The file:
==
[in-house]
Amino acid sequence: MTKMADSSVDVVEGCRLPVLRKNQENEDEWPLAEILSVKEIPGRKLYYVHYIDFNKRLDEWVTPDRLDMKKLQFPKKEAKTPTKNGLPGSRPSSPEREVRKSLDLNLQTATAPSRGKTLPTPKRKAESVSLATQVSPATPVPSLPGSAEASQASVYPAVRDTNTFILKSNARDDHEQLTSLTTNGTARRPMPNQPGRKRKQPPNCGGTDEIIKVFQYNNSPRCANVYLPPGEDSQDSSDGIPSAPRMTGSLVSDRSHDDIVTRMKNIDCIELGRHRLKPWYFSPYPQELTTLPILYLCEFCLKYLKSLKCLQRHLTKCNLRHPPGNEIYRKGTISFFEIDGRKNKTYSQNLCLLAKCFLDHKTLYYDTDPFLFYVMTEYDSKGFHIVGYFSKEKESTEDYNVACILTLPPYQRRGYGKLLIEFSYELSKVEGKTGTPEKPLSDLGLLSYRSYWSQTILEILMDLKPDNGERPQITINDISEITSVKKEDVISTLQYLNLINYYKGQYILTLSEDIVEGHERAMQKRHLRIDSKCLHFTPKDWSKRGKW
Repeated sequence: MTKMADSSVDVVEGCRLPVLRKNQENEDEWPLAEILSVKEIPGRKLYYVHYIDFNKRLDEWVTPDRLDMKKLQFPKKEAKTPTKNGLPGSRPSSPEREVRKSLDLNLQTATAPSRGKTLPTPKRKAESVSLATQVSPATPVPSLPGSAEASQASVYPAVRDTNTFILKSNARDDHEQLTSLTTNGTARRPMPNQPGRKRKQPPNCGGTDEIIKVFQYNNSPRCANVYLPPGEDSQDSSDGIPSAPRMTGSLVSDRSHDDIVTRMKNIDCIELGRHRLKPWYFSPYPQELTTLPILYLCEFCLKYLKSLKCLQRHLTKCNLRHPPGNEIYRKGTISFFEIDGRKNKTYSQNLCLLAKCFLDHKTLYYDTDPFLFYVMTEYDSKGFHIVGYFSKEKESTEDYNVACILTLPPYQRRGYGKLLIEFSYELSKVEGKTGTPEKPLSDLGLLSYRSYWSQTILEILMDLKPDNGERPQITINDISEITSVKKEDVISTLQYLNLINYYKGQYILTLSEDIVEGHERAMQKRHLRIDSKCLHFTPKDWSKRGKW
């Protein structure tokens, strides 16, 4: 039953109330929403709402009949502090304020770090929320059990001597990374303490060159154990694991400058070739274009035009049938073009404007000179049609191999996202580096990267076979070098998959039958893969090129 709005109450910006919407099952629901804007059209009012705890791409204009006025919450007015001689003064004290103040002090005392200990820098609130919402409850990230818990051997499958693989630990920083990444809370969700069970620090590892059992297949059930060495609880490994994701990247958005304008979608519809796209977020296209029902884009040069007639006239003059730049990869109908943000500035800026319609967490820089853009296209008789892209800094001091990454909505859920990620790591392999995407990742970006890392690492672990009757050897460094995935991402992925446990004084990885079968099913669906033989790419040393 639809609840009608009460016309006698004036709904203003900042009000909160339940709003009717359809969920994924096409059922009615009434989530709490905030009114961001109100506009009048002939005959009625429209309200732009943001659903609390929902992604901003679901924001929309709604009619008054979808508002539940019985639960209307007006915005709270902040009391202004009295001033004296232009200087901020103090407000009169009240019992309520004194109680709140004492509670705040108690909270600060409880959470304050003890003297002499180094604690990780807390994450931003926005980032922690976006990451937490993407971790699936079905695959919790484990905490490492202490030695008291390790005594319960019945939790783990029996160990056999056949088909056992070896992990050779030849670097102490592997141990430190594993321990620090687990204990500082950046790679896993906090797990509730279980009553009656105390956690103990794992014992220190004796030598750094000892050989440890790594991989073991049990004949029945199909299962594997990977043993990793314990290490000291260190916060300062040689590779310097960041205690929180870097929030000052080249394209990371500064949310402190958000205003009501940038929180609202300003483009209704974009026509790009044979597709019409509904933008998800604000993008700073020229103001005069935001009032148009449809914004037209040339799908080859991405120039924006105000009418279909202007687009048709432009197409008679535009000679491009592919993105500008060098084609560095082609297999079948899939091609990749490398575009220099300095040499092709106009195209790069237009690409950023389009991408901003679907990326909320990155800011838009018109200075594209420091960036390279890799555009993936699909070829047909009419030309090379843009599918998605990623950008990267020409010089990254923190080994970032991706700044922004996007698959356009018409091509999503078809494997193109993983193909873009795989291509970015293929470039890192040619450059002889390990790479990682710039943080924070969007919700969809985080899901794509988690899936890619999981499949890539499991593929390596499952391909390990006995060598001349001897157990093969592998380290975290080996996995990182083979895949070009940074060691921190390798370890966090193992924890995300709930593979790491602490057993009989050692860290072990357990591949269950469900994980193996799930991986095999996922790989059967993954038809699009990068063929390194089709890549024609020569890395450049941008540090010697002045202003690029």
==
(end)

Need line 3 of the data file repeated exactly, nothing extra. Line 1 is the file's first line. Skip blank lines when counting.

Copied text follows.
Repeated sequence: MTKMADSSVDVVEGCRLPVLRKNQENEDEWPLAEILSVKEIPGRKLYYVHYIDFNKRLDEWVTPDRLDMKKLQFPKKEAKTPTKNGLPGSRPSSPEREVRKSLDLNLQTATAPSRGKTLPTPKRKAESVSLATQVSPATPVPSLPGSAEASQASVYPAVRDTNTFILKSNARDDHEQLTSLTTNGTARRPMPNQPGRKRKQPPNCGGTDEIIKVFQYNNSPRCANVYLPPGEDSQDSSDGIPSAPRMTGSLVSDRSHDDIVTRMKNIDCIELGRHRLKPWYFSPYPQELTTLPILYLCEFCLKYLKSLKCLQRHLTKCNLRHPPGNEIYRKGTISFFEIDGRKNKTYSQNLCLLAKCFLDHKTLYYDTDPFLFYVMTEYDSKGFHIVGYFSKEKESTEDYNVACILTLPPYQRRGYGKLLIEFSYELSKVEGKTGTPEKPLSDLGLLSYRSYWSQTILEILMDLKPDNGERPQITINDISEITSVKKEDVISTLQYLNLINYYKGQYILTLSEDIVEGHERAMQKRHLRIDSKCLHFTPKDWSKRGKW